Once refreshed you can start the next day by heading south again. If you are visiting in autumn, make it early enough to see the famous morning mists - but don't get lost in them!
Leaving Pessac Léognan follow the Garonne River south. Call in at Château de Portets. This fortified castle with its Renaissance facade and 14th century Tour de Gascq has spectacular views of the Garonne River across its park of century old trees.
Today relax for lunch with a picnic. There are lots of picnic stops along the river from the Port of Portets or the Port of Barsac, but I advise calling in at Château de Cérons. This historical monument is built on gravel terrace next to a 12th century church by the Garonne. Here, after a visit of the beautiful interior of the chateau and a tasting of the red, white and the sweet Cérons wines, you can linger in the park under the shade of the trees for a bucolic picnic chosen from the regional specialities on offer in the château boutique.
For the more adventurous head to Château Rayne Vigneau where you can don a harness and hoist yourself up a 200-year-old Cedar tree. Here you can sip your wine seated at a suspended table high above the vines. Or you can get up close and personal with the terroir on a horse-back tour through the different soils that make up this beautiful region. Return to the chateau to blend your very own wine from the individual grape varieties that make this famous wine.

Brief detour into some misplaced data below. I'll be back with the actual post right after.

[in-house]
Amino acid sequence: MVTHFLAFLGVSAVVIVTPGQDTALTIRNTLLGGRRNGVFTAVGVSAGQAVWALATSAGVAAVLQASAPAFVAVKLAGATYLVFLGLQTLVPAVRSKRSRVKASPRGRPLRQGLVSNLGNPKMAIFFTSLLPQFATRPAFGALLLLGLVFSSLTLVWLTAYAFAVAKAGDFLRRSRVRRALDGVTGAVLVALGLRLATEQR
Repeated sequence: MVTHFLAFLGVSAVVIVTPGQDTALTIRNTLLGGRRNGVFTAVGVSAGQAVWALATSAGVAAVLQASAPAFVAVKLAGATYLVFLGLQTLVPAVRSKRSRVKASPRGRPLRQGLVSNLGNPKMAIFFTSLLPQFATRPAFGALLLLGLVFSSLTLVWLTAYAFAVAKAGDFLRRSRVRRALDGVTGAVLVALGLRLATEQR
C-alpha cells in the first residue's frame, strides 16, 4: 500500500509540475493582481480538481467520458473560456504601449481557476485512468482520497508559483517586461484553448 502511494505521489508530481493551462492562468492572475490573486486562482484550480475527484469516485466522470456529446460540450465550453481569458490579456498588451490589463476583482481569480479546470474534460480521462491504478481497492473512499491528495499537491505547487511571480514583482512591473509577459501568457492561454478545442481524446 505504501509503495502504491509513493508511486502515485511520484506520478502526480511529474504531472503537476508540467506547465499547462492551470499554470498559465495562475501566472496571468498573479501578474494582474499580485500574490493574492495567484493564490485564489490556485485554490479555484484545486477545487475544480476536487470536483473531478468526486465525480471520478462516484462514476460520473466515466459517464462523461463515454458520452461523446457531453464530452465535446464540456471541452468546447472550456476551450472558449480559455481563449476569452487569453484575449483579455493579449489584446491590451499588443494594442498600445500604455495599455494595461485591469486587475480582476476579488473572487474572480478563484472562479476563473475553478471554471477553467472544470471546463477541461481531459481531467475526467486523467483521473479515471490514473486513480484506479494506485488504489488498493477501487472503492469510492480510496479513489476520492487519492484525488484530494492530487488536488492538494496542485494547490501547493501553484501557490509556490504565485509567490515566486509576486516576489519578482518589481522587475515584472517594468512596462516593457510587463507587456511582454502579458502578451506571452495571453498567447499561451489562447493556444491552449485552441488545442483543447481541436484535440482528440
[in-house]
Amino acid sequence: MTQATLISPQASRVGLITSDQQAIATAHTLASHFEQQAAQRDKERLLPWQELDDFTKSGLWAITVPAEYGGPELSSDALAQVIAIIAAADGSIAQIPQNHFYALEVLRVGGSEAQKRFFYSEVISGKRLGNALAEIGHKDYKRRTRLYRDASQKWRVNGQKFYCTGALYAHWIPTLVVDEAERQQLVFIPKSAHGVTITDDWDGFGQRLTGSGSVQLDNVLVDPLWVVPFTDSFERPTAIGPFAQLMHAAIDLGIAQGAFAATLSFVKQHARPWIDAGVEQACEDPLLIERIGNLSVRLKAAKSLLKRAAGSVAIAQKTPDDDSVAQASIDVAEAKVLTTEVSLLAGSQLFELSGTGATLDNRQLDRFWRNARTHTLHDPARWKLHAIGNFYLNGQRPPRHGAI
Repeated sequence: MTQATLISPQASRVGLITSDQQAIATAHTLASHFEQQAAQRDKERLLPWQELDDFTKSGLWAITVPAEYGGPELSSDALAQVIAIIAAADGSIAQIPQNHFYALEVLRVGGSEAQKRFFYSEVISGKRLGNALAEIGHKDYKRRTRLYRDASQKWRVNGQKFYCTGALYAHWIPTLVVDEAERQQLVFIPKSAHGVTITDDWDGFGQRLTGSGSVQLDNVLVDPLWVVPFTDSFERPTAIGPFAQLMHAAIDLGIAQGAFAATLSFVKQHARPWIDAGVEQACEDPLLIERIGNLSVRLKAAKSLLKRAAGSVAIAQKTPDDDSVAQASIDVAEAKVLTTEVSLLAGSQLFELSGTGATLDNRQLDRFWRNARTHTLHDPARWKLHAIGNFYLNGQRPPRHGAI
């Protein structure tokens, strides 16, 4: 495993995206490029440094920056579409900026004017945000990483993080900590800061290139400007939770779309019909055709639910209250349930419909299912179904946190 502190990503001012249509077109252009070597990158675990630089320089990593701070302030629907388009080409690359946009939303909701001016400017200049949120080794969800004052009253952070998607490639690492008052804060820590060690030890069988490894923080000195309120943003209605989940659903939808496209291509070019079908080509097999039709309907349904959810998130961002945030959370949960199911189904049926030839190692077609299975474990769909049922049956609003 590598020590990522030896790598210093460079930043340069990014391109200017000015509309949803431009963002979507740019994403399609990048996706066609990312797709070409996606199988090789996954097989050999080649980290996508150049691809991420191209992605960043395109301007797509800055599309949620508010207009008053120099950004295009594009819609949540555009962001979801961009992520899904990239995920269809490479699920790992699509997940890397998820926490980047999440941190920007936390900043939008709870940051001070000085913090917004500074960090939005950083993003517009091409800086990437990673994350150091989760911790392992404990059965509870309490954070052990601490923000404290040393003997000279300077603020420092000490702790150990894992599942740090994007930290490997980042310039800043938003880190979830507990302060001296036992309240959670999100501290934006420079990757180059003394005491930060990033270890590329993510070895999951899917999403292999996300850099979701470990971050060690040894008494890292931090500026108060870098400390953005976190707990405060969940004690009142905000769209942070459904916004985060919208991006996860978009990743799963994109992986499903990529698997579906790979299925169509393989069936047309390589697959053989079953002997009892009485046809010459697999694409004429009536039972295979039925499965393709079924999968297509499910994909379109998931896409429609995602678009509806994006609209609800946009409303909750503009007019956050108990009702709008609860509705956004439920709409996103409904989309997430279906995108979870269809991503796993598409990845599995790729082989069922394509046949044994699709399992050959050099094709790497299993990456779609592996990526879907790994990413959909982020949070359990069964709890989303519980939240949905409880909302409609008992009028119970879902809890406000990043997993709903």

You will have worked up an appetite after all this activity, so head to Château Guiraud. This first growth of Sauternes is organic and biodynamic; as well as discovering the wine you can learn what goes into making an eco-responsible wine. Finish your Graves and Sauternes tour with dinner at La Chapelle de Guiraud, a beautiful restaurant in the recently renovated chapel of the property. Choose from a by-the-glass list of wines from the region and reminisce about your Graves and Sauternes adventure.
Top Photo credits: Route des Vins en Graves et Sauternes